Just a Man on the Road

The joie de vivre had disappeared from view. It had gone underground. Like cattle before a storm, it scampered along the edge of disaster, dodging a dreary cloud here, fleeing a funnel cloud there. The dust exploded at the front, and the joie disappeared in a head of darkness, but it always seemed to be able to resurface, leaving only a dirty crust on the joie, a crust which in different times ought to have been of little consequence.

But perhaps that is to give cattle too much credit. Cattle don’t know that a storm is coming until the chill of dropping pressure hits them in the face.

But perhaps that is to give man too much credit.

The oceans are still a wilderness for man, perhaps as much a frontier as the outer reaches of our solar system. In fact, a few years ago, one of our satellites made a close approach to Pluto, so in a sense we’ve actually done better at exploring 6 billion kilometers away than we have 11 kilometers of the oceans’ depths. They are so vast, so deep, so uninhabitable for man. Deep sea creatures; reefs; vast mountain ranges, including the tallest mountains in the world, with volcanoes erupting into the water, turning it to steam in the deeps; deep, deep, deep trenches; trillions of critters and plants thriving in the salt water; continent-sized ice sheets where the water is too cold to be liquid. Currents, gulf streams, el ninos, la ninas, it’s just too much for our poor frail brains to fathom! As Billy Joel would say, “I can’t take it any more!”

I’m returning to the beach, sporadically but incessantly, throughout my life. My family, particularly a daughter-in-law who shall remain nameless but nevertheless knows of whom I write, makes fun of the way I dress for the beach. Much as I am deeply penetrated by the environment, by that particular place in space and time, I do not like the sun. The sun does not always join me at the beach – I’ve enjoyed many hours on cloudy, even stormy beaches. It’s the nature of family life, however, that the papa follows the family to the beach when they want to go, selection of time which I have found cannot be influenced away from the warm clear days of summer.

So I dress for the sun, long-sleeved shirt, sweat shirt preferably with a hood, swimsuit ready for the quick dip in the waves but a blanket to cover my legs, my cool guy hat (which will probably be tucked away in my casket some day, though “cool” doesn’t seem a likely attribute of people in heaven), and a towel over my head, all best further shaded under a beach umbrella. A coat of sun lotion ensures a minimum of exposure to the deadly gushtunkina ray gun we call the sun.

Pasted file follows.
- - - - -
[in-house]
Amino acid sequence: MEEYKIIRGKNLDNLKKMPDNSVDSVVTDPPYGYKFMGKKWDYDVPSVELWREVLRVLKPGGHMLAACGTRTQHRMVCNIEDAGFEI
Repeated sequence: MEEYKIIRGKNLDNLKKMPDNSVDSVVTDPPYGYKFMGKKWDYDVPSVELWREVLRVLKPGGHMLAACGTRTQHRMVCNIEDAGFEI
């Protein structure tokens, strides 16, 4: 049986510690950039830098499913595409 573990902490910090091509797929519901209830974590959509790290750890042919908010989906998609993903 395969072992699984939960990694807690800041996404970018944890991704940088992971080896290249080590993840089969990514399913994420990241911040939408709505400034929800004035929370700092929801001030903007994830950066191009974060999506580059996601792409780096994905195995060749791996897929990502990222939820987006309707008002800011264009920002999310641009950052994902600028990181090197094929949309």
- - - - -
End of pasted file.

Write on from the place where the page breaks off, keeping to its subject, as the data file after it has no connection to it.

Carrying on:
But the clothing also isolates me, which is part of the plan. Mind and senses forward to the sea, what I see, feel, hear, smell, and even taste is waves. Crashing waves, with no apparently discernible pattern, but with a pattern nonetheless. Some like the beach for its camaraderie, to play volleyball or marco polo, as kids play games that nobody has ever played before. Some come to swim and bodysurf and otherwise play in the water. Some actually come for the sun. But they all miss the point of aloof independent observation of fractal sensory saturation.

When I’m on the beach, I’m on the beach. Or maybe rather in the beach. Or perhaps even of the beach. I listen as I doze to the unpredictable but incessant crash of each wave, the water itself an instrument tuned with E minor as its key. As from a distance you watch a person sneeze, it is quite evident that a sneeze is coming when you see the sudden open-mouthed inhalation filling the lungs; then follows the loud climax of exhalation, so loud that even from some distance you not only see, but hear it. But close your eyes, and you will miss the prelude; deprived of the visual, your ears alone cannot hear the inhale, so you are perhaps startled by the exhale. Waves are like that. Eyes open, I watch the wave crest to a peak (Rayleigh number = 1, the line of coarsest pebbles), knowing exactly when to expect the crash in front of me. Eyes closed, I find it impossible to hear the crest. It must occur at some point in the quiet calm between the crashes, but I cannot discern the exact moment, and therefore miss the predictable moment of the crash. Like the sneeze, the crash is audibly unpredictable and perhaps startling while I listen as I doze.

I sit quite comfortably at the water’s edge, knowing that there is, in fact, a water’s edge. I often pause to wonder at the fact that the oceans are, not in the least precariously, contained within their boundaries. To be sure, every once in a while a wave will threaten to invade the private enclave under my blanket, and I waiver a little, momentarily not trusting that I have chosen a spot above the limit of those waves, only to find that the edge is still the edge. By analogy it always, always reminds me that, straying outside the limits of faith, I wander in sin, not trusting in the boundaries set before me. Why waiver I?

Each of billions of drops of water dance together. Had they thoughts, they would know they were lost in an ocean of lost drops, each seeking a place, each seeking perhaps an answer to “Where am I?” Or, “Who am I?” Like so many lost people, lost cattle, they follow aimless currents through existence not knowing that there really is a choreography to the whole thing. There really is a pattern in a “vast eternal plan,” as Tevye from “Fiddler on the Roof” would sing. We just don’t know what it is, in its uninterruptible constancy of expected seeming randomness. Meanwhile on the shore, I must come up from the sea again because the tide is, after all, coming in. It began when the first wave wet my toes. Then I had to lift my legs and even build a little moat in the sand around me. Is the water getting closer to me, or am I getting closer to the water?

Regardless, like the cattle in a storm, my hat and I must move from the edge of this earthly ocean.